Savannah Valley District

Osprey Nesting Season

Amanda Taylor, Forestry and Natural Resources Agent

March heralds an exciting time for many South Carolina birders: it’s osprey nesting season! 

An osprey pair nesting in the Everglades (From Diana Robinson, Flickr)

Ospreys are unique birds of prey found all over the planet. Whether in South Carolina or South Australia, there is only one species of osprey: Pandion haliaetus. Around 2 feet long and having a wingspan of more than 5 feet across, these fish-eating birds stick close to bodies of water. Using their incredibly sharp beaks and talons, they can dive at up to 70 miles per hour to catch their prey. 

Ospreys start nesting around late March and into early April. In some areas, you’ll spot osprey nests on top of powerline poles or channel markers. Dead trees, also known as snags, are their preferred nesting sites. In more developed areas, manmade structures are the next best thing. Ospreys mate for life and care for their young together. They’ll lay their eggs in April, typically 2 to 4 eggs per nest. The pink and brown eggs will incubate for about 38 days before hatching. The chicks leave the nest about 2 months later but stay close to Mom and Dad for another few weeks.

Nesting season hasn’t always been a happy occasion for ospreys. After World War II, a now illegal pesticide called DDT nearly led to their extinction. The product was used in agricultural fields and found its way into surrounding waterways. Through a process called biomagnification, the pesticide built up in the bodies of animals all along the food chain. Ospreys that consumed fish impacted by DDT could no longer absorb calcium properly. Calcium is key for egg development, and many ospreys lost their young due to fragile eggshells. Populations sharply declined throughout the following decades. An environmentalist movement headed by author and biologist Rachel Carson called attention to the negative impact of DDT on birds of prey. Thanks to the persistence of scientists and citizens alike, DDT was banned from the market in 1972 by the newly formed Environmental Protection Agency (EPA).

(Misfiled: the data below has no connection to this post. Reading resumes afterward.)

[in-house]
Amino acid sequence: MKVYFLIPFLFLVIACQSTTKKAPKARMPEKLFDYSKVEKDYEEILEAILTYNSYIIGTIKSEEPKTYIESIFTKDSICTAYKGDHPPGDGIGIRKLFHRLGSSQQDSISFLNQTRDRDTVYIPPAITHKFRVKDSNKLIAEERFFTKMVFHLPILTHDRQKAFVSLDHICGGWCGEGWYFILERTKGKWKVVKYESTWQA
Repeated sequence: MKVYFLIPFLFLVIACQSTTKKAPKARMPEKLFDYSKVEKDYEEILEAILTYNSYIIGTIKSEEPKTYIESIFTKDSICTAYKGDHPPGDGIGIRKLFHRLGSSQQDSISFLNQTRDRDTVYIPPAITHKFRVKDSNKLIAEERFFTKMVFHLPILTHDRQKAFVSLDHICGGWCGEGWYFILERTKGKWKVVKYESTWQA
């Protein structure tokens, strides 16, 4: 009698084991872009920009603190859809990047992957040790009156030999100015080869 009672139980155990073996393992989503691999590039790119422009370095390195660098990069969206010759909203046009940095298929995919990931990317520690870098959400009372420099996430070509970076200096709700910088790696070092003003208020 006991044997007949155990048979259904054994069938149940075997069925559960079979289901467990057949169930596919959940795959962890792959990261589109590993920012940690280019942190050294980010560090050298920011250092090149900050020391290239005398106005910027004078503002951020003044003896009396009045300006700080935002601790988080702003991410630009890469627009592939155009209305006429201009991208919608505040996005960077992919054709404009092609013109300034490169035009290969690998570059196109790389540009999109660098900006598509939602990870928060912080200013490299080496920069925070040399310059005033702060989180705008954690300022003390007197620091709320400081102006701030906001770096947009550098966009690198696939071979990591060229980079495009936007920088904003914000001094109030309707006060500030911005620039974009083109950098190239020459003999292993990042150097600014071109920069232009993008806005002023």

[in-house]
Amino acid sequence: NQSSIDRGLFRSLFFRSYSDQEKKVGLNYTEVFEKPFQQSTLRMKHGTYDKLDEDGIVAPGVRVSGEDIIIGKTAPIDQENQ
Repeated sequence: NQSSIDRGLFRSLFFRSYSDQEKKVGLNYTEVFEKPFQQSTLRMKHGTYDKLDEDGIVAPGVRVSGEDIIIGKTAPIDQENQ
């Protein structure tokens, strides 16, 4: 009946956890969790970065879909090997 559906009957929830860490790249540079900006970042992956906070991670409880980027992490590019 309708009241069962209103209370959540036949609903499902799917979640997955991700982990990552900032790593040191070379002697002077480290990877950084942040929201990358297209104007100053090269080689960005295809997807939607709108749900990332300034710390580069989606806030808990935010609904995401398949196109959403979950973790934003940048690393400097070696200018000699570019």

Osprey populations have been on the rise ever since. Whether you live on Lake Hartwell or frequent the beaches on Hilton Head Island, there are many things you can do to protect your local osprey population. 

  1. Recycle your fishing line. Loose fishing line poses a threat to all wildlife, but it can be particularly dangerous for ospreys and their young. Click here to learn more about monofilament recycling.
  2. Go “plogging” in the beautiful Spring sunshine. Plogging is a Swedish-inspired term for jogging and picking up litter at the same time. Next time you’re strolling along the beach or lakeshore, bring a small bag to collect any trash you spot. Any trash you find stays out of the water and out of the bellies of hungry birds. 
  3. Check out the Merlin Bird ID app to record your osprey observations. When you spot an osprey or another bird, that data is collected by the Cornell Lab of Ornithology, a world leader in bird research. No matter where you are in the world, the Merlin Bird ID app can provide you with information about the birds you see and hear. 
  4. Consider installing a nesting platform on your property or in your community. This can give ospreys more options for a nest site, making it less likely for them to choose somewhere dangerous or too close to people. Click here to read an article about nesting platforms from the Cornell Lab of Ornithology.
Osprey returning to its nest on a nesting platform

Osprey pairs reuse their nests for years at a time, and many communities name their birds and monitor their nests. There may be a “nest cam” recording the comings and goings of ospreys near you! As an example, check out the live cam for a nesting pair named Ricky and Lucy who live on Lake Murrary:


DDT and The Osprey:

South Carolina Department of Natural Resources – Osprey:

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